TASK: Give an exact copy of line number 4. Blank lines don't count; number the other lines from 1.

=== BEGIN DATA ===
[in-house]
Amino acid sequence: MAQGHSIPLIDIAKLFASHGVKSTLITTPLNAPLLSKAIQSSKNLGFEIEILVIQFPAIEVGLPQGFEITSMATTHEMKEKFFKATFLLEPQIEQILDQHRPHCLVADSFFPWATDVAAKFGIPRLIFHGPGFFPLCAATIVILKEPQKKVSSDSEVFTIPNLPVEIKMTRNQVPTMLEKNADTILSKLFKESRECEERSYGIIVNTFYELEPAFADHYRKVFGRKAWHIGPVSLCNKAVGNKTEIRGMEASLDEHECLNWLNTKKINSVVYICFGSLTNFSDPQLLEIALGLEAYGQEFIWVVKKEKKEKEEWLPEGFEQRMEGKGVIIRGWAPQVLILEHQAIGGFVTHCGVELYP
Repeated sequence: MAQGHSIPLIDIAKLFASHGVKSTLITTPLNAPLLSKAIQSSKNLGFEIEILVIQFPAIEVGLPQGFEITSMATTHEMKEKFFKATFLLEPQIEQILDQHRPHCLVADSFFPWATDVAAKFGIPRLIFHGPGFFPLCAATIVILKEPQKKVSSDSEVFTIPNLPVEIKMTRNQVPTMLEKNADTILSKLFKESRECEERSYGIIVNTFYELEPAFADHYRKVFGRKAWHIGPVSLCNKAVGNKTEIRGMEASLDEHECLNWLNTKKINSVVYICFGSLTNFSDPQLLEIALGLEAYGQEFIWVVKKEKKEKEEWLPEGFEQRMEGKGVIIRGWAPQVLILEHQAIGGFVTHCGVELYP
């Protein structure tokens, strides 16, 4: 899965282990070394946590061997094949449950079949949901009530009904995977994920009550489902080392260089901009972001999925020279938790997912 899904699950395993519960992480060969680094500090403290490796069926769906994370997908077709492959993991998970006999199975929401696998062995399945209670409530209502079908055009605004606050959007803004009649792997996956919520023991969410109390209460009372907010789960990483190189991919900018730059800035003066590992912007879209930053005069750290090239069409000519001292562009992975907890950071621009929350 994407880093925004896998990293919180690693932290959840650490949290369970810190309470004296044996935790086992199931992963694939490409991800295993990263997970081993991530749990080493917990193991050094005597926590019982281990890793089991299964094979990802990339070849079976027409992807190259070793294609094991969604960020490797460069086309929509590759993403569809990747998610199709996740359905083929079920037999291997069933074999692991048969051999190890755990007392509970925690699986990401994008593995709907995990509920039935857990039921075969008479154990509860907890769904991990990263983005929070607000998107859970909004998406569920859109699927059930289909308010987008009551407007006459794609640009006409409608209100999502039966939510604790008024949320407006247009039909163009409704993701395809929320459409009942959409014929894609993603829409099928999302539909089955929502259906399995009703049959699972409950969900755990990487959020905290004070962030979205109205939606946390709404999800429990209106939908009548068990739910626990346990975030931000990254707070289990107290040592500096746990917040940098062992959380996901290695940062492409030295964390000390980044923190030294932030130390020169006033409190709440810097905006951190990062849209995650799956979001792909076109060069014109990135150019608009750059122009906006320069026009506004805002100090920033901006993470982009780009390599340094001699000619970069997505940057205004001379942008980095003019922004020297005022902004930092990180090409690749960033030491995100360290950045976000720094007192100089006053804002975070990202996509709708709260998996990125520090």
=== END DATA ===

């Protein structure tokens, strides 16, 4: 899965282990070394946590061997094949449950079949949901009530009904995977994920009550489902080392260089901009972001999925020279938790997912 899904699950395993519960992480060969680094500090403290490796069926769906994370997908077709492959993991998970006999199975929401696998062995399945209670409530209502079908055009605004606050959007803004009649792997996956919520023991969410109390209460009372907010789960990483190189991919900018730059800035003066590992912007879209930053005069750290090239069409000519001292562009992975907890950071621009929350 994407880093925004896998990293919180690693932290959840650490949290369970810190309470004296044996935790086992199931992963694939490409991800295993990263997970081993991530749990080493917990193991050094005597926590019982281990890793089991299964094979990802990339070849079976027409992807190259070793294609094991969604960020490797460069086309929509590759993403569809990747998610199709996740359905083929079920037999291997069933074999692991048969051999190890755990007392509970925690699986990401994008593995709907995990509920039935857990039921075969008479154990509860907890769904991990990263983005929070607000998107859970909004998406569920859109699927059930289909308010987008009551407007006459794609640009006409409608209100999502039966939510604790008024949320407006247009039909163009409704993701395809929320459409009942959409014929894609993603829409099928999302539909089955929502259906399995009703049959699972409950969900755990990487959020905290004070962030979205109205939606946390709404999800429990209106939908009548068990739910626990346990975030931000990254707070289990107290040592500096746990917040940098062992959380996901290695940062492409030295964390000390980044923190030294932030130390020169006033409190709440810097905006951190990062849209995650799956979001792909076109060069014109990135150019608009750059122009906006320069026009506004805002100090920033901006993470982009780009390599340094001699000619970069997505940057205004001379942008980095003019922004020297005022902004930092990180090409690749960033030491995100360290950045976000720094007192100089006053804002975070990202996509709708709260998996990125520090």